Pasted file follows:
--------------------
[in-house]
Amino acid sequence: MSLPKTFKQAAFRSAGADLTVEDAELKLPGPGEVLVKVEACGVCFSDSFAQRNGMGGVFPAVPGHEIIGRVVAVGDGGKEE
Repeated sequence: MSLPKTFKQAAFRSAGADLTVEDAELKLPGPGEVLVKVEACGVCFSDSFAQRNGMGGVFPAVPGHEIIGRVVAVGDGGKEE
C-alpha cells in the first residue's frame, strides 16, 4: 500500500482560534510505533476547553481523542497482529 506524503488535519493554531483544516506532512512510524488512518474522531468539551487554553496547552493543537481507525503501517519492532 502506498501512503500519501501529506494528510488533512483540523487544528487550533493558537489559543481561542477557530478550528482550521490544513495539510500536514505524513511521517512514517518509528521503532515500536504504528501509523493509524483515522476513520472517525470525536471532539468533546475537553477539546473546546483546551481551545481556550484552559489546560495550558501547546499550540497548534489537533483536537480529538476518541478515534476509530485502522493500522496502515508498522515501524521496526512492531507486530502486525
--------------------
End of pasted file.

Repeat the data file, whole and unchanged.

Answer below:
[in-house]
Amino acid sequence: MSLPKTFKQAAFRSAGADLTVEDAELKLPGPGEVLVKVEACGVCFSDSFAQRNGMGGVFPAVPGHEIIGRVVAVGDGGKEE
Repeated sequence: MSLPKTFKQAAFRSAGADLTVEDAELKLPGPGEVLVKVEACGVCFSDSFAQRNGMGGVFPAVPGHEIIGRVVAVGDGGKEE
C-alpha cells in the first residue's frame, strides 16, 4: 500500500482560534510505533476547553481523542497482529 506524503488535519493554531483544516506532512512510524488512518474522531468539551487554553496547552493543537481507525503501517519492532 502506498501512503500519501501529506494528510488533512483540523487544528487550533493558537489559543481561542477557530478550528482550521490544513495539510500536514505524513511521517512514517518509528521503532515500536504504528501509523493509524483515522476513520472517525470525536471532539468533546475537553477539546473546546483546551481551545481556550484552559489546560495550558501547546499550540497548534489537533483536537480529538476518541478515534476509530485502522493500522496502515508498522515501524521496526512492531507486530502486525